Tag Archives: pantry challenge

Crumbly helkornbrød in Accra

img_20190316_115703

The Ghana cedi exchange rate to the US dollar has been going up and down this month, and prices are increasing. Since October, drinking water has gone up from 8 cedi for a 19.5 litre Voltic container to 10 cedis, 25% more. It’s only about 2 dollars delivered, affordable for us, but noticeable. At least the pineapples are still cheap (1.99 cedi is about 40 cents) and very good. Ghana pineapple is amazing, very sweet.

It is a quiet Sunday here, warm as usual, maybe 31C but only 70% humidity so quite manageable. I have baked bread and am waiting for the loaves to cool enough to slice, to be enjoyed with some of the French cheese I brought back. My husband is here, which is lovely, but my pantry challenge continues: what can I cook from the cupboard? We had cassoulet for dinner last night, from a tin but with white beans, Toulouse sausages and duck: just delicious. The Guardian has a whole store cupboard special this weekend,  presumably for pre-Brexit, and some of those look very tempting.

This is baked with fresh yeast, since my dry yeast has given up the ghost, and is quite a wet dough. My flour is also getting old, but this baked well enough. I only made two small loaves, so I can bake again later in the week and enjoy fresh bread again.

Crumbly Accra helkornbrød (with cracked wheat)

125 gr cracked wheat (about 200 ml)
250 ml water

500 ml cold water
12.5 gr fresh yeast (or 6-7 grammes dry yeast)
1 heaping tsp sugar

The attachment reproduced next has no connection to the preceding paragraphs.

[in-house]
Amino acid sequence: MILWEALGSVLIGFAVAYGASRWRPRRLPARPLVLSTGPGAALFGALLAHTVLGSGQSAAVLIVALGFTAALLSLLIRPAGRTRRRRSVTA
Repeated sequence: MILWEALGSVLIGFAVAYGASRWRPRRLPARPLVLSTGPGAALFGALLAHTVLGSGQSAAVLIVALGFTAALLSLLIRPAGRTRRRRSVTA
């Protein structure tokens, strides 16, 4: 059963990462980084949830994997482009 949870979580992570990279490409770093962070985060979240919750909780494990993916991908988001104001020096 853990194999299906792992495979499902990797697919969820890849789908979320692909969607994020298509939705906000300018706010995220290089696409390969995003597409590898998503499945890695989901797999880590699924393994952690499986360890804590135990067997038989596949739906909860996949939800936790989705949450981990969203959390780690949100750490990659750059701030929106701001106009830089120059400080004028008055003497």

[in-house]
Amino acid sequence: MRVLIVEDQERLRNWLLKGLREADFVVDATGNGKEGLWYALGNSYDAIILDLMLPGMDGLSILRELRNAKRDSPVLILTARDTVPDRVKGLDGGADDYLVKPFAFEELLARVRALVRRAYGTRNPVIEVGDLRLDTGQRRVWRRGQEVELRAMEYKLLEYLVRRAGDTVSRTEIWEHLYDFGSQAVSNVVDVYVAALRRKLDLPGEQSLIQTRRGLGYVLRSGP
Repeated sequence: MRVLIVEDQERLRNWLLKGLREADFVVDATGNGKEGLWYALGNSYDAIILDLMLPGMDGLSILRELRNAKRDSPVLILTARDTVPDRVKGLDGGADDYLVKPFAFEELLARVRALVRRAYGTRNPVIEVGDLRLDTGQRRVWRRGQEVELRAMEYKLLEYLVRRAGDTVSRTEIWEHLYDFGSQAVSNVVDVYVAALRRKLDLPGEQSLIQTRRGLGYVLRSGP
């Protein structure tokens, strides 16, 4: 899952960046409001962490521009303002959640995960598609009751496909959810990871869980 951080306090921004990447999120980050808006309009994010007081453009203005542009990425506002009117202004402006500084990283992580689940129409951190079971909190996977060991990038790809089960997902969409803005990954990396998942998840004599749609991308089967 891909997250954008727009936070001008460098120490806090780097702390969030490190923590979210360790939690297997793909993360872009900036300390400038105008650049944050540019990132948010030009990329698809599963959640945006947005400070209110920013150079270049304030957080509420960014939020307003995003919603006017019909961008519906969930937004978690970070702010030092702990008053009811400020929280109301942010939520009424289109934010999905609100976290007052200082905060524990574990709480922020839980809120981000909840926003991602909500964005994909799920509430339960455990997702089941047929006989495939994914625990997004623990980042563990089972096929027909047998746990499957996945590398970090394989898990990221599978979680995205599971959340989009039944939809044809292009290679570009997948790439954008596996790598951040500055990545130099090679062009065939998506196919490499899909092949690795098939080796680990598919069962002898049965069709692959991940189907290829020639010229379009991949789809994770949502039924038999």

1 tbs sunflower oil
125 gr medium coarse rye flour
500 gr white wheat flour  (see notes: more recommended)
1 tsp salt

Boil water and cracked wheat for 4-5 minutes on medium heat. Leave to cool until lukewarm.

In your baking bowl, dissolve yeast in water. Add boiled cracked wheat, no draining (the water should be absorbed in cracked wheat). Add oil, sugar, salt, and flours. Stir well. This is a wet dough, too wet to knead. Cover and let rest until it doubles (a couple hours here), then fold again. Line two medium bread tins with baking parchment, and pour dough in. Cover and let rest until it doubles (half an hour here). Bake 50-60 minutes at 200C. Cool on rack before slicing.

img_20190324_132712

Notes: This was a very moist dough, so though I had planned to bake it 45 minutes, it needed another 10-15 minutes for the sides and base to crisp up. These were very crumbly loaves, as you see below, sliced while still warm but mainly due to dough: next time I’ll add more flour, maybe 150 grammes more? Good flavour though, and better structure next time.

img_20190324_133153

Advertisements

Use it up banana bread with chocolate biscotti filling

Accra traffic

Flagstaff House through traffic yesterday: this is the presidential palace in Accra, renamed last year to Jubilee House. February is still a pantry challenge month for me, but I must confess, I am getting very bored of pasta variations and mystery soups from the freezer. Tonight we are watching Bohemian Rhapsody as Oscar countdown, so time for some cake. After defrosting the chest freezer yesterday, I had some frozen bananas, some cream cheese, and some damp chocolate biscotti. Those had I put in the freezer to save them from the ants, but they had become rather damp, though still edible. Hmmmm, maybe a banana cream pie with biscotti base? No, cream is really expensive in Accra, so banana bread it was. Cream cheese survives freezing but was also not improved, so I dolloped that in as well. The crème fraîche was well over best before date, but tasted fine.